ES6 Generators

Generator (or Generator function) is the new concept introduced in ES6. It provides you a new way of working with iterators and functions.

ES6 generator is a different kind of function that may be paused in the middle either one or many times and can be resumed later. When the standard function is called, the control rests with the called function until it returns, but the generator in ES6 allows the caller function to control the execution of a called function.

ES6 Generators

A generator is somewhere identical to the regular function except that:

  • When the generator gets called, it doesn't run its code. Instead, it returns a special object which is called as 'Generator Object' for managing the execution.
  • The generator function can return (or yield) the control back to the caller at any point.
  • Unlike the regular function, the generator can return (or yield) the multiple values, one after another, on the requirement.

Syntax

The syntax of the generator function is almost identical to regular function. The only real difference is that the generator function is denoted by suffixing the function keyword with an asterisk (*).

In the following syntax, we are showing you some of the valid ways of defining the generator function:

snippet
function* mygenfun()	// Valid
{
yield 1;
yield 2;
...
...
}

function *mygenfun()	// Valid
{
yield 1;
yield 2;
...
...
}

function*mygenfun()	// Valid
{
yield 1;
yield 2;
...
...
}

Example

snippet
function* gen()
{
yield 100;
yield;
yield 200;
}
// Calling the Generator Function
var mygen = gen();
console.log(mygen.next().value);
console.log(mygen.next().value);
console.log(mygen.next().value);

Output

Output
100 undefined 200

The yield statement

The yield statement suspends the function execution and sends a value back to the caller. It retains enough state to enable function to resume where it is left off. When it gets resumed, the function continues the execution immediately after the last yield run. It can produce a sequence of values.

next() method

In the above example, we have used the next() method, which is the main method of the generator. When you call the next() method along with an argument, it will resume the execution of the generator function, replacing the yielded expression where the execution was paused with the argument from the next() method.

The result of the next() method is always an object having two properties:

  • value: It is the yielded value.
  • done: It is a Boolean value which gives true if the function code has finished. Otherwise, it gives false.

For instance, here, we are creating a generator function and gets its yielded value.

Example

snippet
function* show() {
yield 100;
}

var gen = show();	//here 'gen' is a generator object
console.log(gen.next()); // { value: 100, done: false }

Output

Output
{ value: 100, done: false }

Generator object

The generator functions return generator objects. A generator object is an instance of the generator function, and it conforms to both the iterable and iterator interfaces.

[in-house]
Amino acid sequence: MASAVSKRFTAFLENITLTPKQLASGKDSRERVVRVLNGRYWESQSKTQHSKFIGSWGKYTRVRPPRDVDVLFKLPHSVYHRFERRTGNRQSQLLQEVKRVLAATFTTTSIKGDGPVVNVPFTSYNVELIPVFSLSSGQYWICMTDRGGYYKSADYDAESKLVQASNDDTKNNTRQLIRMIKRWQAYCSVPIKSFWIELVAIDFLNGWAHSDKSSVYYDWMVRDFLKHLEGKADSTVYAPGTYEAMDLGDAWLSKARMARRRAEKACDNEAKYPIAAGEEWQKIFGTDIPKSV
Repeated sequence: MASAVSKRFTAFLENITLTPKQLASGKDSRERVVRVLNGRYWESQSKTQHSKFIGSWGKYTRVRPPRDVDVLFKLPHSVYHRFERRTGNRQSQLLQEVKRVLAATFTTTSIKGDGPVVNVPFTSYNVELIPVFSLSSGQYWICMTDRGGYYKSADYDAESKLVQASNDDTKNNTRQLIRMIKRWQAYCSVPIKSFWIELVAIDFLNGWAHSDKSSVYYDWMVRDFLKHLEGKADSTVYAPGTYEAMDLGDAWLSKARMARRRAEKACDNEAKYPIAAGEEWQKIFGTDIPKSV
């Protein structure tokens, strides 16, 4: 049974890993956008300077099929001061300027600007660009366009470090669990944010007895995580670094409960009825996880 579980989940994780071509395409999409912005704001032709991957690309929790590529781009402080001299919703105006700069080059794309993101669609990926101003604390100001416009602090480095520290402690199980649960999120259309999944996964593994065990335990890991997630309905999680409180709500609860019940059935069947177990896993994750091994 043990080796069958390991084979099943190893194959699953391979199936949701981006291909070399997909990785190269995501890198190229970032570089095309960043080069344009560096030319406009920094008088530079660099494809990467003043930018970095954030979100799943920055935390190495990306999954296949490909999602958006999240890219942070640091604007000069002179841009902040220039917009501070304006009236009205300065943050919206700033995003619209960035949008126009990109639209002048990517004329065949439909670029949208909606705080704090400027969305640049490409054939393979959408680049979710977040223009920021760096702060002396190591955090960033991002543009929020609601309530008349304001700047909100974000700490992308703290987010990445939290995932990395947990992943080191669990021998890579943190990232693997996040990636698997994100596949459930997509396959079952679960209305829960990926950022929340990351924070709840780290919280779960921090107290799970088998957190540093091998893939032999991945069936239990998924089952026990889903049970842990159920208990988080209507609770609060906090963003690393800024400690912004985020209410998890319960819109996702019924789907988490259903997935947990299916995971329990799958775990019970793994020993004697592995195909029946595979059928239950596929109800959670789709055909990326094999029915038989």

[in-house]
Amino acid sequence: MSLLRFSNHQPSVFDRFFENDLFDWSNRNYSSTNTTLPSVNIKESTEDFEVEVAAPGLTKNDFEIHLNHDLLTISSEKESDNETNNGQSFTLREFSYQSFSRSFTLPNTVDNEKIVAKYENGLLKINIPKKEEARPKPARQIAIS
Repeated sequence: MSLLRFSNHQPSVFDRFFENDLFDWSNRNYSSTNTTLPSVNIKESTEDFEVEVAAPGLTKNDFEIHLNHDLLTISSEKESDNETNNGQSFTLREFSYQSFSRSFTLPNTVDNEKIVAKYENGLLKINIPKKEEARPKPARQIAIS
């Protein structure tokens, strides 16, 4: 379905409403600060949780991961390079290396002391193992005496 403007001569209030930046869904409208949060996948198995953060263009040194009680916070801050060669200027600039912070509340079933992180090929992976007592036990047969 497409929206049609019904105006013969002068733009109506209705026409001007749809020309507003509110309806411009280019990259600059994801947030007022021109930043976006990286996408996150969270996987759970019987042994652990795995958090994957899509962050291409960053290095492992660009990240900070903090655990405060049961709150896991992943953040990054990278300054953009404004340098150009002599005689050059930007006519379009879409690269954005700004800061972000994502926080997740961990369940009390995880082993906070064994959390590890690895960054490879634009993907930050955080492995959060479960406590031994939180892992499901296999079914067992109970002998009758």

The generator objects can be used either by calling the next() method or by using the generator object within a loop. The generator object is an iterator; that's why you can use it in for…of loops or in other functions accepting an iterable.

In the above next() method example, the variable gen is the generator object.

Return Statement in a Generator

Return is used to send a specified value back to its caller. It is used to end the function call execution and returns the result to the caller. Within a function, the statements defined after the return statements are not executed. That's why the return statement should be the last statement of the function.

Let us try to understand the return statement in a generator by using an example:

Example

snippet
function* myGen()  {
yield 'First yield statement';
yield 'Second yield statement';
return 'Return statement';
yield 'Second yield statement';
}
let genobj = myGen();

console.log(genobj.next());    //returns {value: 'First yield statement', done: false}

console.log(genobj.next());   //returns {value: 'Second yield statement', done: false}

console.log(genobj.next());  //returns {value: 'Return statement', done: true}

console.log(genobj.next());	//returns {value: undefined, done: true}

Output

Output
{ value: 'First yield statement', done: false } { value: 'Second yield statement', done: false } { value: 'Return statement', done: true } { value: undefined, done: true }

In the above example, we have defined a generator function myGen() in which we have defined four statements, including three yield statements and a return statement. Whenever we call the next() method, the function resumes until it hits the next yield statement.

You can notice how the first next() method returns 'First yield statement .' When we call the next() method a second time, it resumes the execution and returns 'Second yield statement'. After calling the next() method again, the function finds no more yield statement and returns the 'Return statement.' But when we call the next() method fourth time, it will not consider the yield statement and returns undefined because it is written after the return statement.

You can see in the output of the above example that the next() method is not considering any statement after the return statement.

Generator function with for…of loop

Using for…of loop with generator function reduces the line of code. You can see the illustration for the same in the following example.

Example

snippet
"use strict" 
function* vowels() { 
   // here the asterisk marks this as a generator 
   yield 'A'; 
   yield 'E'; 
   yield 'I'; 
   yield 'O'; 
   yield 'U'; 
} 
for(let alpha of vowels()) { 
   console.log(alpha); 
}

Output

Output
A E I O U
Note
Note: Generator functions cannot be represented by using the arrow functions.
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